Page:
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Watch the ‘Ring of Fire’ Solar Eclipse Online: See Multiple Live Videos

Getty Ring of fire solar eclipse

An annular solar eclipse — called a “ring of fire” — will be visible tonight and early into the morning on June 20 and 21. The beautiful sight, unfortunately, can’t be seen from the United States. The good news is that a number of live streams will be available to help you watch the solar eclipse and feel as if you were there. Read on to learn more about the solar eclipse and see videos where you can watch live right here.

Live Streams & Times for the Solar Eclipse

If you’re wanting to watch the solar eclipse in the United States, the timing will require that you start tuning into a live stream online late tonight on June 20 into the early hours of June 21. The solar eclipse begins at 12:47 a.m. Eastern (11:47 p.m. Central), CNN reported. The eclipse peaks at about 2:40 a.m. Eastern (1:40 a.m. Central) and ends around 4:32 a.m. Eastern (3:32 a.m. Central.) Remember — these times are for online viewing since you can’t see the eclipse in the United States.

The Virtual Telescope Project begins its coverage at 10:30 p.m. Pacific on Saturday night June 20 (which is 12:30 a.m. Central on June 21 and 1:30 a.m. Eastern on June 21.) You can watch their live stream below.

A live stream from the National Astronomical Observatory of Japan (in Japanese) begins at 11:45 p.m. Pacific tonight (1:45 a.m. Central/2:45 a.m. Eastern.)

A live stream from Abu Dhabi, UAE is below. The channel writes: “Live Streaming of the International Astronomical Center (IAC) for the Solar Eclipse of 21 June 2020 from Abu Dhabi, UAE. Seen as partial eclipse of the magnitude of 93%.”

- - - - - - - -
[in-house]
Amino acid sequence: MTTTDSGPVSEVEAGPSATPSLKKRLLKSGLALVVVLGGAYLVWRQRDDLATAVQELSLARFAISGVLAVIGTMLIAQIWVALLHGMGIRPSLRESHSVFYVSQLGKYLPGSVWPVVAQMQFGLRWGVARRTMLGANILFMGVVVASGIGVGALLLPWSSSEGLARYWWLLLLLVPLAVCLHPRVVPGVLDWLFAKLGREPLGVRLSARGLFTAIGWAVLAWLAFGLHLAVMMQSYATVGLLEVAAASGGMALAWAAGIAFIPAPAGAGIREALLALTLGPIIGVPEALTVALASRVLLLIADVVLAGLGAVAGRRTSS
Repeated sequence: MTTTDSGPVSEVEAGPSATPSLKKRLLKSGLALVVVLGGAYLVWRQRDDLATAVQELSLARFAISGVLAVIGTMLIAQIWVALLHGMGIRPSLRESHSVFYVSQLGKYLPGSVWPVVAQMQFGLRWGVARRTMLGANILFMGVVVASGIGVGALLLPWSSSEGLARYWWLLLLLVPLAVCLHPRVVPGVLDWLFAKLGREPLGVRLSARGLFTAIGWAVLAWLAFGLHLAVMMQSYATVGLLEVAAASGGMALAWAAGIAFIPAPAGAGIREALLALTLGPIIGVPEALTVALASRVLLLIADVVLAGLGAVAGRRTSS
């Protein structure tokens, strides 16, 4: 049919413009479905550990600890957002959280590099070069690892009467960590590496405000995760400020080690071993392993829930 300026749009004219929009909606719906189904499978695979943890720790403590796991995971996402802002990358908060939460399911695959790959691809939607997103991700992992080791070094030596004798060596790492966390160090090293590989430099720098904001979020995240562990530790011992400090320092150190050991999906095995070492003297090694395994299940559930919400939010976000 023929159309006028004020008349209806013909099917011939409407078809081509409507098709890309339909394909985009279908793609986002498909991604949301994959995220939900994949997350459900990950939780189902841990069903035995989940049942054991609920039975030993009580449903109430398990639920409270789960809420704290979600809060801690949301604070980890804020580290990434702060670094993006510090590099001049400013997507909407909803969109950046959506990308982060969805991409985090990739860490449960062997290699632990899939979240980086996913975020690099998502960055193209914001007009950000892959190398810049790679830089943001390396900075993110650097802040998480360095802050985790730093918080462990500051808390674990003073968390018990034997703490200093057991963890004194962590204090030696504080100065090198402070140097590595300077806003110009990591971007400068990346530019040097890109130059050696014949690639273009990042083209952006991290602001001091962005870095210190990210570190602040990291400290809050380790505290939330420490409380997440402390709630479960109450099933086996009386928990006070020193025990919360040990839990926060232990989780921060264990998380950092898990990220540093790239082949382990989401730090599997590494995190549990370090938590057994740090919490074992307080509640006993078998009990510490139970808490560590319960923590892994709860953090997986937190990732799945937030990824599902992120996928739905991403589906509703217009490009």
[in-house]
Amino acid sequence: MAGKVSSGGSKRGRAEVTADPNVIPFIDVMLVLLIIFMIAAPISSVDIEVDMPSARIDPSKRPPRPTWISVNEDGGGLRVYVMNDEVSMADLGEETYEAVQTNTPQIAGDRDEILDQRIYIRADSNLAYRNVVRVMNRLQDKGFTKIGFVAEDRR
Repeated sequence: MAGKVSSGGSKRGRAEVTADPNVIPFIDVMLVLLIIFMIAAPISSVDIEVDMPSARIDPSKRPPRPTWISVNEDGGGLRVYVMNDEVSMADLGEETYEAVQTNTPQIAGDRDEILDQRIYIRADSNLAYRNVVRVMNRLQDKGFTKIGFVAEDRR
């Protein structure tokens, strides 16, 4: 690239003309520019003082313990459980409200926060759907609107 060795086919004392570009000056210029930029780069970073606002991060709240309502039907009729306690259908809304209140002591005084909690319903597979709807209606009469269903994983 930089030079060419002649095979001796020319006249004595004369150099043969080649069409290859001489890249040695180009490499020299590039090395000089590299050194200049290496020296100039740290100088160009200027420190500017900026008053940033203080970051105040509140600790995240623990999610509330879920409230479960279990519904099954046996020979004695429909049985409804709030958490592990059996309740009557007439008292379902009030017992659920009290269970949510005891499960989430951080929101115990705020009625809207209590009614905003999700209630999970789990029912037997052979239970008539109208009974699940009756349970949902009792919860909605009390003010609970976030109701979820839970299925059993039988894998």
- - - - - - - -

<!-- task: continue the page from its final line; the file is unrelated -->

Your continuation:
Time and Date has a live stream that you can watch below.

Slooh’s Star Party Live Show begins at 1 a.m. Eastern below (12 a.m. Central/5 a.m. UTC/10 p.m. Pacific.) The feeds below will be from the Middle East, including Sharjah Academy for Astronomy, Space Sciences & Technology, a location in India, and the International Astronomical Center.

Another live stream is available below from Sirsa, India, provided by Ajay Talwar. Talwar writes: “We will be stationed at Sirsa, near the centerline and inside the antumbral path of the eclipse. The eclipse would be broadcast using dependable tracking mount, following the Sun accurately. At 11:56:11 IST the Moon would cross from the middle of the Sun, in the central eclipse, with a thin and slender solar ring surrounding. Some time before and after at the second and third contact we hope to see a pearl necklace around the Moon.” 

The moon is passing over the sun, creating a partial eclipse that looks like a “ring of fire” around the moon for just a little over a minute. An annular eclipse requires that the moon be in its first lunar phase and appearing smaller in the sky than typical, so it can’t fully block the sun, CBS News reported.

The next total solar eclipse is December 14, 2020, but that one won’t be visible in the U.S. either. Another total solar eclipse will happen on December 4, 2021, but that also won’t be visible in the U.S. The next total solar eclipse visible in the U.S. is happening on April 8, 2024. This one will have a line of totality crossing Texas, through the Midwest, and over Indianapolis, Cleveland, Buffalo NY, over New England, and passing over Maine and New Brunswick, Canada. Meanwhile, we won’t see the next coast-to-coast solar eclipse in the U.S. until August 12, 2045.

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